Snozzcumbers and Frobscottle

For those unfamiliar with Dahl’s peculiar terminology, Snozzcumbers and Frobscottle make up the main components of the Big Friendly Giant’s diet.  Snozzcumbers are a particularly foul type of cucumber, covered in warts and sour in taste.  Quite on the contrary, Frobscottle is a delicious and refreshing drink, full of fizzy bubbles and delight.
A fantastic exhibition at the V&A Museum of Childhood drew to a close last Sunday after 4 months of the capturing the imagination of children and adults alike.  The traveling exhibition titled ‘Snozzcumbers and Frobscottle; the Wonderful World of Roald Dahl and Quentin Blake’ was organised by the children’s literature museum, Seven Stories.  It brought together a wide range of exhibits from original illustrations and manuscripts, to sculptures and objects including both stationary as well as interactive displays.  This exhibition celebrated the great creative partnership between Dahl and Blake, a collaboration that began with The Enormous Crocodile and evolved into twenty one well-known and loved classics.

So set for a nostalgic trip down memory lane, I was delighted to discover plenty of gems, including initial illustrations of the BFG, his friend Sophie, and models of snozzcumbers and dreamcatchers in the BFG’s model cave.  Everyone has their favourite Roald Dahl story, many of them read time and time again as a child, until our parents were blue in the face!  Whether it be Matilda, James and the Giant Peach or Esio Trot among many others, the BFG is definitely up there for me so this was a treat!  There were also plenty of other familiar characters to spot, among them the scary witch from The Twits and Charlie Bucket’s grandparents lined up in their big bed.  What was fascinating, and for me added another dimension to the exhibition, was the showing of a film following Quentin Blake carry out his work in his studio.   It’s curious and almost surreal stepping into this world as an adult, coming face-to-face with original work by Blake.  One can’t help but marvel, with the knowledge that these magical illustrations have touched millions of childrens imaginations and continue to all of the time.  His naïve style is especially striking, immediately recognisable with its scribbley lines and splashes of watercolour.  He manages to create images that are spontaneous and disorderly, as if he’s drawn them extremely quickly, but at the same time are perfect without a line feeling out of place.  The result is wild, yet enchanting at the same time.  I love Blake’s style, with his carefree illustrations perfectly embodying Dahl’s characters and their expressions, from the totally bizarre to damnright abominable.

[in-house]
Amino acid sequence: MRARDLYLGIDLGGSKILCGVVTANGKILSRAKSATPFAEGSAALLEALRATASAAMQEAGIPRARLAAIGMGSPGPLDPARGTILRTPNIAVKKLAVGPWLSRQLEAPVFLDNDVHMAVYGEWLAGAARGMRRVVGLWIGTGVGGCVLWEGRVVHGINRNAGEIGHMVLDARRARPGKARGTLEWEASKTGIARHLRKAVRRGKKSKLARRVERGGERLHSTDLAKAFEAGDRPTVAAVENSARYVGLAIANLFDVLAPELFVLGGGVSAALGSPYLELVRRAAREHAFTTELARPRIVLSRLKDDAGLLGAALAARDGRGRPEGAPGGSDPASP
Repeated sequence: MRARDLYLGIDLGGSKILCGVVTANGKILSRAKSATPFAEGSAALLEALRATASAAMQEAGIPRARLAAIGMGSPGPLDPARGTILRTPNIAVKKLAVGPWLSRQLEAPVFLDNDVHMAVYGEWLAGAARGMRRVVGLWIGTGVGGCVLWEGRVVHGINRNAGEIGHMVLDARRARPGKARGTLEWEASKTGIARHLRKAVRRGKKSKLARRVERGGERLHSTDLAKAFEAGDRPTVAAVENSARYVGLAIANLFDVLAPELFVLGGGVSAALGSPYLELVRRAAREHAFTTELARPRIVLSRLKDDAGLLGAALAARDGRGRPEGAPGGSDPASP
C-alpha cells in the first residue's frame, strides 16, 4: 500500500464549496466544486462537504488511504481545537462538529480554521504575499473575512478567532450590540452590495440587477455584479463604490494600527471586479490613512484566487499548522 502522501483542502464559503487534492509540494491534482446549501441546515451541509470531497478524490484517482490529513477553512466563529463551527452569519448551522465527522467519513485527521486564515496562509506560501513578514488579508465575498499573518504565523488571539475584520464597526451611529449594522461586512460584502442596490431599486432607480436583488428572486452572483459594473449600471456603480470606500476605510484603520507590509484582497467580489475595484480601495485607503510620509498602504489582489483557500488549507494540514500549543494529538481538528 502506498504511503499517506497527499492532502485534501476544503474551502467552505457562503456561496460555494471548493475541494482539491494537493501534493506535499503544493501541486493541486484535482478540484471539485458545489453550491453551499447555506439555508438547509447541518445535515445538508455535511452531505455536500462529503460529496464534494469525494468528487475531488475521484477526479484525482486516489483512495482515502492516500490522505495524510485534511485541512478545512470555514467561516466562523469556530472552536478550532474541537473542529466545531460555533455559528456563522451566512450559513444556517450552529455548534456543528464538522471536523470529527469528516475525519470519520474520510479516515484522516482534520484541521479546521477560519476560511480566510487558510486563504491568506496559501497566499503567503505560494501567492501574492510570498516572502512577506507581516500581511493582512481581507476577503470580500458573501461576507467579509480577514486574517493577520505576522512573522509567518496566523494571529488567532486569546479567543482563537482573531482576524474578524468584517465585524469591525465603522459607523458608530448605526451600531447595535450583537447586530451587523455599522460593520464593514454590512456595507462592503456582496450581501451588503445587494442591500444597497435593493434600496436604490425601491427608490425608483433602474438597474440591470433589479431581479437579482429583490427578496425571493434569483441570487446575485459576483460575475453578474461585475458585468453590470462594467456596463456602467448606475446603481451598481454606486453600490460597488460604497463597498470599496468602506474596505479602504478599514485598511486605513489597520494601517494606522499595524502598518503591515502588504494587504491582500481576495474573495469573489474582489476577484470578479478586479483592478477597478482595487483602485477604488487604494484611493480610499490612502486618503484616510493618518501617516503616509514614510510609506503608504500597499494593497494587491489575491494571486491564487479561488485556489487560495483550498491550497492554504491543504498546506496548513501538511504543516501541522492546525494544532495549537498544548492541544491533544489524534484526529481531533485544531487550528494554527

I can imagine that illustrating Dahl’s stories, bristling with neology and make-believe, and creating a visual identity was not always an easy job for Blake, however it certainly feels like it would have been an adventure full of fun.  This is highlighted when he struggled to visualize what the BFG would wear on his feet, so Dahl sent him a package to re-instil some inspiration.  In a quote from the culture 24 website Blake recalls: "I received through the post a rather oddly-shaped and oddly-wrapped brown paper parcel.  Unwrapping it revealed a large sandal of a type unfamiliar to me. I soon discovered that it was Norwegian and one of Roald's own. It is what the BFG wears."  The original Norwegian sandal also featured in the exhibition.  I think that ultimately it is the successful capturing of the essence and humour of Dahl’s writing in the illustrations that makes the duos work so powerful and really allows you to jump head first into their vividly animated, imaginary world.   The illustration of children’s fiction is always a wondrous thing, however this particular partnership between Dahl and Blake is clearly something extra special.  With so much excellent work to chose from the V&A did a great job in whittling it down to a captivating and succinct exhibition. Here are some of the characters featured below:

1 comment:

  1. I love Quentin Blake's style of illustration, so distinctive! Wish i could have seen this exhibition! Really interesting post!